In recent months, one of the worst things that this illness has taken away from me is the ability to communicate by talking, as I once did. Last week, my mum sat on the end of my bed and had a conversation with me, but I could not answer any questions, I could only nod. I could barely take in what she was telling me, because I started feeling incredibly unwell and needed to lay in silence. My boyfriend, after work, came and gave me a hug and asked me how I was. “I’m ok”, was all I could get out, despite my expression saying I wasn’t ok. When he kept asking me what was wrong, I couldn’t answer, I couldn’t even think of the words, and I felt like my senses were overload – in the end the next day I had to text him to explain what was happening to me.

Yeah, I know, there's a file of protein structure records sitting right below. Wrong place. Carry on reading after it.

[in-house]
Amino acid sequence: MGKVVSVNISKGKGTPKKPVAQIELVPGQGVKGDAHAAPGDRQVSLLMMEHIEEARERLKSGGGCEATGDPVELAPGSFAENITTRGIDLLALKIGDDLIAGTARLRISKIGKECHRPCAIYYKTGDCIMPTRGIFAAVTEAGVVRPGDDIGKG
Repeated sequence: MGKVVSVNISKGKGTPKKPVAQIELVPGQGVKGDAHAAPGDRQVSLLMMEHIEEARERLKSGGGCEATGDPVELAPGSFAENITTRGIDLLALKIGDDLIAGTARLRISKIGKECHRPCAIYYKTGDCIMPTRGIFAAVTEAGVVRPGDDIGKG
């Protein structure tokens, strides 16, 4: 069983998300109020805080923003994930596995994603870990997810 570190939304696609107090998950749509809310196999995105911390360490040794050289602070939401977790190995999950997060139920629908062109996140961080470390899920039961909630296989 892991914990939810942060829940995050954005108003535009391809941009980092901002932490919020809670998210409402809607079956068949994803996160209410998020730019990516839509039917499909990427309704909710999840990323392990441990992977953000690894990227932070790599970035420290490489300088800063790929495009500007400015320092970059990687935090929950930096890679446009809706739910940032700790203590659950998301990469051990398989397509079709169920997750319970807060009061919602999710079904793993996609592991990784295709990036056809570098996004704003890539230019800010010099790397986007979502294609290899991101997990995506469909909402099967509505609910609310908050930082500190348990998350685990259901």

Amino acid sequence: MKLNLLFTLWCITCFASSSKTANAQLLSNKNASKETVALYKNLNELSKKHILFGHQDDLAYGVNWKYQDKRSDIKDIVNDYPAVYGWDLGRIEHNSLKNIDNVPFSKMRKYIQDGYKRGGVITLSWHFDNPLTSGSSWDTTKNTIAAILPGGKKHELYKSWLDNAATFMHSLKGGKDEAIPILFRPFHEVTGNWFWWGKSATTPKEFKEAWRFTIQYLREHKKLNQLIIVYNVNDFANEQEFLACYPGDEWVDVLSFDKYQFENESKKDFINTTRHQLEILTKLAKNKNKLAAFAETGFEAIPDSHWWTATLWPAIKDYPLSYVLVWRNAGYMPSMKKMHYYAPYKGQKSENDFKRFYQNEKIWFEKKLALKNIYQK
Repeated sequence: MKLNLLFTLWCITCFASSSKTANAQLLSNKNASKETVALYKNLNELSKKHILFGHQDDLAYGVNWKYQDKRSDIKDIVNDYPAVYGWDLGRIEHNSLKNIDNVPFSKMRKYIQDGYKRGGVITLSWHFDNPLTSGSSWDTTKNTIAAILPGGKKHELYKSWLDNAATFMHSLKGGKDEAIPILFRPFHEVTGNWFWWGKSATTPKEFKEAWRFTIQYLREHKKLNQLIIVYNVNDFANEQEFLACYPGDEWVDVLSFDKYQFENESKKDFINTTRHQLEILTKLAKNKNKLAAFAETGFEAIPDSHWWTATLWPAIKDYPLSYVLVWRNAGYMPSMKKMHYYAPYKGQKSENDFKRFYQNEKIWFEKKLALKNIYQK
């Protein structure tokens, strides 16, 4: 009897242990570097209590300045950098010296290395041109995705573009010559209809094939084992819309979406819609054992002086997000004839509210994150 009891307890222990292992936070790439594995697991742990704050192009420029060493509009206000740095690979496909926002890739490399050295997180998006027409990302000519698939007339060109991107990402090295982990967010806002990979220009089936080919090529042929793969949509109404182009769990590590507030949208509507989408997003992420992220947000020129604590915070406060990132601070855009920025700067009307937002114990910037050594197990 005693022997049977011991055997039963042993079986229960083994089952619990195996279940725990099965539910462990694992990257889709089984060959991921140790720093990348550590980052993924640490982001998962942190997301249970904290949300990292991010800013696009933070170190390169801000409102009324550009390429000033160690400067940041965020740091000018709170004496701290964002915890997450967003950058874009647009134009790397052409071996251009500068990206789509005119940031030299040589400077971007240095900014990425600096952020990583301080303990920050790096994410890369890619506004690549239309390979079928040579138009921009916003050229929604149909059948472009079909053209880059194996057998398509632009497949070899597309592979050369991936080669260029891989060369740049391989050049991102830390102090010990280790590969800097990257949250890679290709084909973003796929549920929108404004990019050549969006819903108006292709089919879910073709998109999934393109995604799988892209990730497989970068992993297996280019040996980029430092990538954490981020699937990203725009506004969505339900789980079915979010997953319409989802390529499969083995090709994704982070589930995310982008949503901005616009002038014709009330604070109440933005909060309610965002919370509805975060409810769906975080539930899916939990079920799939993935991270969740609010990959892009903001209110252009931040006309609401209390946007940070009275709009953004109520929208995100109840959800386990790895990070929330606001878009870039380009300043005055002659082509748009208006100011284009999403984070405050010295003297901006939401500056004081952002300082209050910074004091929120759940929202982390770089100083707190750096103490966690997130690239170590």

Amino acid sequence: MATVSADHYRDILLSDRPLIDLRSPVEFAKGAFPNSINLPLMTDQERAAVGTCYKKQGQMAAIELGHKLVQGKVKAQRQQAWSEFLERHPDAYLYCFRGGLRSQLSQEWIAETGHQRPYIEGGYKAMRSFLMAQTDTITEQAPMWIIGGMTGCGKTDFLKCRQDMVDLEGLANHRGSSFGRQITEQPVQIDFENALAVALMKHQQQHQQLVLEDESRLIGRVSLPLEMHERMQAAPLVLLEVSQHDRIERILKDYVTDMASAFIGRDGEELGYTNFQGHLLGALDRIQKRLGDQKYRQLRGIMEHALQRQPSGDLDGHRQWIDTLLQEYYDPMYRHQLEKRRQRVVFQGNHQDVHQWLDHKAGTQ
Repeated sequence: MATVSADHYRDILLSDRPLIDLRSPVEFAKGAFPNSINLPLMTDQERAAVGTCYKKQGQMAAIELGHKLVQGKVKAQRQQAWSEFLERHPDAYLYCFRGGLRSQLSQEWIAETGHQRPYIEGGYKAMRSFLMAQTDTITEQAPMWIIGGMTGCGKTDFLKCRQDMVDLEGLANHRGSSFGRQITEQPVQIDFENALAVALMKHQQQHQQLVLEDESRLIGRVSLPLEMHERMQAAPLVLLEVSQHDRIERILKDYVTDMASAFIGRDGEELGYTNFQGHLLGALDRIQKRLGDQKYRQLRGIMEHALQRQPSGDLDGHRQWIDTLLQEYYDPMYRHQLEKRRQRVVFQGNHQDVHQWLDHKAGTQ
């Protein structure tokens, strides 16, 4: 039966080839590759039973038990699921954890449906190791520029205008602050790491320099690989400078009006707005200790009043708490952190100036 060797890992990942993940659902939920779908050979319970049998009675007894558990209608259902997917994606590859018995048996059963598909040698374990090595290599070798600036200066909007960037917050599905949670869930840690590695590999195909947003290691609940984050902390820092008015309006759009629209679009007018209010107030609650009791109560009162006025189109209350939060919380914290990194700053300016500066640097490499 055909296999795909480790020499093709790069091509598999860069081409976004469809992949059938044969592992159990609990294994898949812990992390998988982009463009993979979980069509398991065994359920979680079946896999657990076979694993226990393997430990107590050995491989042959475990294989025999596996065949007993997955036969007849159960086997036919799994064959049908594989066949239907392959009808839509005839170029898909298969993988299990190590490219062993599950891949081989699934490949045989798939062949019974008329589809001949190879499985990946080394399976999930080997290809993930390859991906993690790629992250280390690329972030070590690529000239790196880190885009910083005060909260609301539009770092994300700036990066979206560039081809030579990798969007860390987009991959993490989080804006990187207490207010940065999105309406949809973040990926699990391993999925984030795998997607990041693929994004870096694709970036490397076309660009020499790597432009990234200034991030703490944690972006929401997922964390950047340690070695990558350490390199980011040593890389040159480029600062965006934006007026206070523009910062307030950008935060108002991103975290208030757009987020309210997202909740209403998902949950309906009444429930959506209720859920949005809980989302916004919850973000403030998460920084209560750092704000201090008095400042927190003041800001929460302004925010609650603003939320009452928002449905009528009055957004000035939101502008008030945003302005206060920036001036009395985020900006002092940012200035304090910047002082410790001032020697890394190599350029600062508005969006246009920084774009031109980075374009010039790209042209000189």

I can type on my phone and read (with a lot of breaks), although they too take a lot out of me, but talking now puts me into a state of debilitation that frightens me. From what I’ve seen, this is a similar story for quite a few people who have M.E: that talking takes far more exertion than typing; the more ill they are, the less they can talk. Up until recently, I was speaking to a counsellor (not an NHS CBT therapist, but a private counsellor because I need someone to speak to about everything that’s happened to me). I was speaking to her on the phone for 15 minutes, lying in my bed. But even that became impossible, because I was having such bad relapses and started becoming very disorientated and confused within the sessions. During my last conversation, my counsellor, who has been practising for many years and has a lot of experience in dealing with difficult situations, including others with M.E, was in shock. She asked me “is this how bad M.E can get? Is this what normally happens? That even moving from your bed is too much, and lying flat on your bed, just talking, can make you so sick?” I told her, yes, I am a severe M.E sufferer and there are thousands in this country like me, but there are those even sicker than me.